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We are the kind of travellers that love to walk and wander around the cities and places we go. Not big fans of super touristic things (usually expensive) if it’s not truly worth it. Also, as slow travellers, some of the places we discover become actually or homes such as Edinburgh, the beautiful Scottish city was part of our lives for 2 years and after such time you manage to know small corners that other people miss. So today we are going to leave you with a list of 1o things to don in Edinburgh… absolutely for free.
What to do in Edinburgh for free
First, you need to assume if you are travelling to Scotland is the weather, let’s say it’s not particularly sunny and tends to rain. That does not make the city worse, you get totally used to it, and most of the time it’s a light rain, just enough to leave the floor wet. So prepare and bring a raincoat, forget the umbrella, it’s windy and you will throw it away in less than 1h. Also, bring comfortable waterproof shoes so you make sure you can go all around without ruining the experience.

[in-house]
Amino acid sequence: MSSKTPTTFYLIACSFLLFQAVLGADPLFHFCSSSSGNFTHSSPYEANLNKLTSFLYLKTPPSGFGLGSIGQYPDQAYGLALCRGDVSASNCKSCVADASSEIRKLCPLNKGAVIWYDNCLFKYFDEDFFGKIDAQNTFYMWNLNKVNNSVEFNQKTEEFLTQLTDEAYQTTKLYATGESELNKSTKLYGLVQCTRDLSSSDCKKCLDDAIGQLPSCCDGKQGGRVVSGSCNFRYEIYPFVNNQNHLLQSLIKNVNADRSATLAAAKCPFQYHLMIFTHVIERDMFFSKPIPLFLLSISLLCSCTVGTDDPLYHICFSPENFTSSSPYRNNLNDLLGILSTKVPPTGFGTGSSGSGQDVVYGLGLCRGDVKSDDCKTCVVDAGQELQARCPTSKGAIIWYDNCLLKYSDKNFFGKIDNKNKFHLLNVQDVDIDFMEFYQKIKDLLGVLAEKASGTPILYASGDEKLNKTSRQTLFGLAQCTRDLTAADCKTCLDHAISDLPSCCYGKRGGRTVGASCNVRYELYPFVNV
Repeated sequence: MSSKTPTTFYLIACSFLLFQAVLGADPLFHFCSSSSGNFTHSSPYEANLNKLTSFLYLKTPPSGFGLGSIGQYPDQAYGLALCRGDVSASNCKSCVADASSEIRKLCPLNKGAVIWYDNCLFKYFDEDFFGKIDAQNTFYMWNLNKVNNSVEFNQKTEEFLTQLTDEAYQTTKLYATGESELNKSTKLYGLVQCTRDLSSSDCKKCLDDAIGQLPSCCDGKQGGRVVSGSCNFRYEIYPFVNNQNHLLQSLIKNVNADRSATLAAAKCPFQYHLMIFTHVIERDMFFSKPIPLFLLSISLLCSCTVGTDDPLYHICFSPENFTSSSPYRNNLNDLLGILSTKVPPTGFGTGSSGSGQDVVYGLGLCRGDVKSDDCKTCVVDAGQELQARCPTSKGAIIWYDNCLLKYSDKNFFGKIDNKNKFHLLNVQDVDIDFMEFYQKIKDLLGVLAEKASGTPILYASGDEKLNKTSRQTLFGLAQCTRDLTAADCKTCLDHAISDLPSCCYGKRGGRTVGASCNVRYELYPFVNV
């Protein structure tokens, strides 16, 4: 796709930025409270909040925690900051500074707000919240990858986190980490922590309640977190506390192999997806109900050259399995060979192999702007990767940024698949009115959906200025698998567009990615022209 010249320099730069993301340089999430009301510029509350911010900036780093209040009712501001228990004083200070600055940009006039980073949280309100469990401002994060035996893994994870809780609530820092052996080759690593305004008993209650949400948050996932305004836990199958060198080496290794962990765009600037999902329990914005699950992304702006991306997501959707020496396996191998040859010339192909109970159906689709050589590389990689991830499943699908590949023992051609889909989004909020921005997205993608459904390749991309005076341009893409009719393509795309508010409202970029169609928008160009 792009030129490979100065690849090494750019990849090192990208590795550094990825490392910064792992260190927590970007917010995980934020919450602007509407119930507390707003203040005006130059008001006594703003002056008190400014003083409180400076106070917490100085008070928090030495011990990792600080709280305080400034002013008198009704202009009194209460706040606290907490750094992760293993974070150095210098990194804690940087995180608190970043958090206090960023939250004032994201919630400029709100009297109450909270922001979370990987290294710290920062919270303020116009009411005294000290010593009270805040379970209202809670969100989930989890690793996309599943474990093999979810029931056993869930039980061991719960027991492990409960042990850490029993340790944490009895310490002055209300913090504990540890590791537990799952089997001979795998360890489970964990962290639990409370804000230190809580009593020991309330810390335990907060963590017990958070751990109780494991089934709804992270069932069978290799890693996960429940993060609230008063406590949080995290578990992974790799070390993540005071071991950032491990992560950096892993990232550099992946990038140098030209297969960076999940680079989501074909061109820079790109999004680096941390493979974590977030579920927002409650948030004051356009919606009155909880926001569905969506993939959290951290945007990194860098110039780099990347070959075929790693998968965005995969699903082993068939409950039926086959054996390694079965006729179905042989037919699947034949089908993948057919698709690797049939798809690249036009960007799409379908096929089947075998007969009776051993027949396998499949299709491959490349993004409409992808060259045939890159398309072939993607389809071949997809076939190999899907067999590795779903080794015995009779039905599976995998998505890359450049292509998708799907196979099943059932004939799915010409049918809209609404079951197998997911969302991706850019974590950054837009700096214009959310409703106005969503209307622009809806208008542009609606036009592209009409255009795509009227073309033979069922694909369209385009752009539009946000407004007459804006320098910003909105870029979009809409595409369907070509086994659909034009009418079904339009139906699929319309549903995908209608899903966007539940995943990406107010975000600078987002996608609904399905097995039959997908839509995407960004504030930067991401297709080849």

Climb Calton Hill & “Edinburgh’s disgrace”
If you are lucky enough to see the sun shine don’t hesitate to leave the house and give a short walk to Calton Hill. Located just at the end of Princess Street does not require too much time to reach the top and the views are priceless due it’s location, right in the centre of the city.
Calton hill is full of charm for many reasons, first of all, the top of Nelson Monument. To reach it you will have to pay but it’s highly recommended (about 4 pounds per person). Prepare yourself to climb more than 140 stairs to be able to enjoy the panoramic view.